Fitting the shoe to the hoof requires that the hoof be properly trimmed and dressed as described here earlier. A shoe is then shaped so that its outside circumference matches the outside circumference of the hoof at the toe and quarters. As described earlier, normal weight bearing during the stance phase of locomotion will cause the sole to descend and commonly cause the heels to expand abaxially. Logically, this heel expansion should be accentuated at higher velocities; force-plate studies confirm that the force exerted by the hoof on a measuring plate increases as the velocity of the horse increases. (42) Also, gaits which are characterized by weight-bearing on a single limb at a time during the stance phase (i.e., four-beat gaits such as a walk or gallop) versus weight-bearing on multiple limbs (i.e., two-beat gaits such as a trot or pace) should accentuate hoof expansion. Heel expansion is affected by the geometry of the hoof capsule; horses with upright quarters and heels, prominent bars, small frogs, and relatively narrow heels demonstrate less heel expansion than horses with sloping quarters and heels, diminished bars, and prominent frogs. (23)
The outside circumference of the shoe should be shaped so that when the heels do expand maximally, contact is maintained between the ground surface of the hoof and foot surface of the shoe. Unfortunately, no studies quantifying hoof expansion at various velocities and gaits or with different hoof conformations have been published. The American Farriers Association has devised a series of skill tests for farrier certification. (29) While these skill tests are not intended to be appropriate guidelines for the shoeing of all horses, the skill test evaluating heel expansion states that the branches of the shoes should extend beyond the wall the "thickness of a dime" or approximately 1.5 mm to compensate for expected hoof expansion. (29) These same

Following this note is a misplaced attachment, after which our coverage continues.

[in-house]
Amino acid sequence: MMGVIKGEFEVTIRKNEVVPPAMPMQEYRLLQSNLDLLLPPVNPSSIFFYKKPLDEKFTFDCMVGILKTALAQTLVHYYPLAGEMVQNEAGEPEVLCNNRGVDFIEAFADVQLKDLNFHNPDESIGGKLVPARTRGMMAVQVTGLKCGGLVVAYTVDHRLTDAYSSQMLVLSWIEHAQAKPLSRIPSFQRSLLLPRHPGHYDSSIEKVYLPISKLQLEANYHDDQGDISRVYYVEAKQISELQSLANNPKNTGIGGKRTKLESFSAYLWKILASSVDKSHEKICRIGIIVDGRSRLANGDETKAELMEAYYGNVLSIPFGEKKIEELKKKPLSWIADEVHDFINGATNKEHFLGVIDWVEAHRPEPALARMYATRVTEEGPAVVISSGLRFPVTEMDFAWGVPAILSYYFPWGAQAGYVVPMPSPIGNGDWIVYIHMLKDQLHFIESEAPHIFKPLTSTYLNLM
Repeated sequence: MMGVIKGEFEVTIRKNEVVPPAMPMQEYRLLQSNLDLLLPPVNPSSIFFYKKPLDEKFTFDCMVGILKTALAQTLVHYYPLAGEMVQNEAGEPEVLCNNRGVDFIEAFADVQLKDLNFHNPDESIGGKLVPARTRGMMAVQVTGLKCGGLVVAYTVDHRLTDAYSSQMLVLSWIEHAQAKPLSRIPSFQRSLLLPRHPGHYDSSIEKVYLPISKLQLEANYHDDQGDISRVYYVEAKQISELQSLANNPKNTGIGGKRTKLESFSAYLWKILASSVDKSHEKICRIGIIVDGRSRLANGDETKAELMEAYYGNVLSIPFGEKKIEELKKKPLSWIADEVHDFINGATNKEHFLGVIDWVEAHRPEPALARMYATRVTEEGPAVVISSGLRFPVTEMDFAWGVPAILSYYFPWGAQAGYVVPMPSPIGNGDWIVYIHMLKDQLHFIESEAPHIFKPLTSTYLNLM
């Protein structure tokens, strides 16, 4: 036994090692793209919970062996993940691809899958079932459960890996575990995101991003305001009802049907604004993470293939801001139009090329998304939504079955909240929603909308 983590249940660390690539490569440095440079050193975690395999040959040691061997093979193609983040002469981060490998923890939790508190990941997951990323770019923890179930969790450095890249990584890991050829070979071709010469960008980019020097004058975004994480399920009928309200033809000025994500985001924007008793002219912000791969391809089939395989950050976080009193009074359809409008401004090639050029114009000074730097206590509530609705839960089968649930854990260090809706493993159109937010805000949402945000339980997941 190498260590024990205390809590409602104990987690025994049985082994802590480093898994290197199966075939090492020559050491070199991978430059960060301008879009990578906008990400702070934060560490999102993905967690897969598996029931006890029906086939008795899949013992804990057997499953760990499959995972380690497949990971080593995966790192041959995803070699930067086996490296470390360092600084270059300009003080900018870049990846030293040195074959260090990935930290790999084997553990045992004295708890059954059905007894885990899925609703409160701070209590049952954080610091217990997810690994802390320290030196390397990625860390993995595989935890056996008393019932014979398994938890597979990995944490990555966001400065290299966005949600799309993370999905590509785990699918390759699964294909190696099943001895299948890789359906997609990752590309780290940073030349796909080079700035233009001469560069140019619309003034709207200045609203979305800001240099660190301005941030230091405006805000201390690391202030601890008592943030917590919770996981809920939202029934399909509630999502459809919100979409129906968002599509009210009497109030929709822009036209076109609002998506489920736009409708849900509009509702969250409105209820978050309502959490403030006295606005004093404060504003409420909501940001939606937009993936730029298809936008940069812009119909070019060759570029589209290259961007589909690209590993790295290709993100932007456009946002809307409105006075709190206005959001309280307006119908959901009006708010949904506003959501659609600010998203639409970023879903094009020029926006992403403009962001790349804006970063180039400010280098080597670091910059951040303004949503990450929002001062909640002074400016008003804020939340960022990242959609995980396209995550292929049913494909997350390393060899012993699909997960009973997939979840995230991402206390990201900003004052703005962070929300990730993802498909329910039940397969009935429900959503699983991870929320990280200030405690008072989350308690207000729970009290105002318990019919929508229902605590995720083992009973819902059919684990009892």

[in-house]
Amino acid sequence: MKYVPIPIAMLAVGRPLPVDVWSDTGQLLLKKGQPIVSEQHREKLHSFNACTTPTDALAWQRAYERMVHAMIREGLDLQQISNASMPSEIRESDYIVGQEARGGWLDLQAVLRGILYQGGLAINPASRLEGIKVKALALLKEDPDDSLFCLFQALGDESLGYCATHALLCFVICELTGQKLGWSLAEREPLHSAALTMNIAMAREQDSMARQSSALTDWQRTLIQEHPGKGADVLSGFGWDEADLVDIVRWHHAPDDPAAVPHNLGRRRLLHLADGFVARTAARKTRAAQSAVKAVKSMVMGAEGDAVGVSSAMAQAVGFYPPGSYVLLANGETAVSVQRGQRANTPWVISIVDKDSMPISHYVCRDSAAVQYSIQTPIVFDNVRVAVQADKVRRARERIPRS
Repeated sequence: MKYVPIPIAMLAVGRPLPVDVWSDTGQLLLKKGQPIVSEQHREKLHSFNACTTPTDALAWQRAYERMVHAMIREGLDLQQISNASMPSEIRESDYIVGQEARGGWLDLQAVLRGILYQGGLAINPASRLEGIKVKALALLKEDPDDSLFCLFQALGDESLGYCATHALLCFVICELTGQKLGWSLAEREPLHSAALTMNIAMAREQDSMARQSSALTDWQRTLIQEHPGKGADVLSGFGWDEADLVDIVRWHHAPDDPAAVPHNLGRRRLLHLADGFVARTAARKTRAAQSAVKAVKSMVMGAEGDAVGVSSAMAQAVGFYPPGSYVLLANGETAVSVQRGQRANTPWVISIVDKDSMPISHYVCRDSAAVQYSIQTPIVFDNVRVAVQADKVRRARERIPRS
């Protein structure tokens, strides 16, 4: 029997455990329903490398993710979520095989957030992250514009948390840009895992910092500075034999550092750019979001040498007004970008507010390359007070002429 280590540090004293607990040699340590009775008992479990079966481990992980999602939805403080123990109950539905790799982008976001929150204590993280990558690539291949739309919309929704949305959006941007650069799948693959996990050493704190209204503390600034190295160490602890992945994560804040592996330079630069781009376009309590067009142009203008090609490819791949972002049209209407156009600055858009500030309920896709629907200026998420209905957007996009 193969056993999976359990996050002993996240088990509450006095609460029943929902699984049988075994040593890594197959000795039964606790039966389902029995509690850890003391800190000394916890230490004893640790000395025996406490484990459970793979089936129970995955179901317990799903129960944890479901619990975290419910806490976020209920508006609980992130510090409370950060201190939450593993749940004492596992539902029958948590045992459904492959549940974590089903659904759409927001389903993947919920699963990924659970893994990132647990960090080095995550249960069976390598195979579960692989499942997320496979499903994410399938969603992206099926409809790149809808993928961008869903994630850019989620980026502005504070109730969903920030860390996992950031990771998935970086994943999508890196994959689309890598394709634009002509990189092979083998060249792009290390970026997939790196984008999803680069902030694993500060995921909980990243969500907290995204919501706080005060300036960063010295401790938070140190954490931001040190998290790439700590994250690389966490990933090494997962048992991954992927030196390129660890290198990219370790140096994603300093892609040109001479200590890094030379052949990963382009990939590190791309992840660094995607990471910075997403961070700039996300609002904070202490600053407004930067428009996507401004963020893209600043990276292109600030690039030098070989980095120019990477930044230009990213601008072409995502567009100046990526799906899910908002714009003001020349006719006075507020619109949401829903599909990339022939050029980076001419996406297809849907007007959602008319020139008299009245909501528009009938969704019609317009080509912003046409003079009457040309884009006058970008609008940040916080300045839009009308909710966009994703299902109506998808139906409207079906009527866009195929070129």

skill tests state that heel length of the shoe is appropriate if it extends beyond the most palmar/plantar aspect of the wall a distance equal to that reserved for expansion.
Based on the individual athlete's conformation and sport, increased musculoskeletal demands may require modification of the above shoe-fit guidelines. American Saddlebreds often have long pasterns; the branches should extend even with the bulbs of the heels to position the shoe's most posterior support for the limb under Russell's imaginary line dropped from the fetlock. Conversely, American Quarter Horses used in roping events will often trap and loosen front shoes by stepping on them with another shod foot if the hooves are shod "full" with conventional expansion and coverage of the heels. Because of their athletic activities, these horses are most successfully shod "tight" with minimal room for heel expansion and then reset more frequently, if necessary, to avoid the consequences of the quarters and heels overgrowing the shoe. Providing room for heel expansion inadvertently exposes a prominent ledge (the squared edge of the shoe from the last nail hole to the heel) to be stepped on by another shod foot; slightly rolling or "boxing" this squared edge of the shoe reduces the possibility of the shoe being trapped. (10,22) In circumstances where the loss of a shoe would be devastating, such as the endurance portion of the Olympic equestrian competitions, flexible methylmethacrylate (Equilox) has been used to fill the space between the shoe and hoof, completely removing the ledge. (18)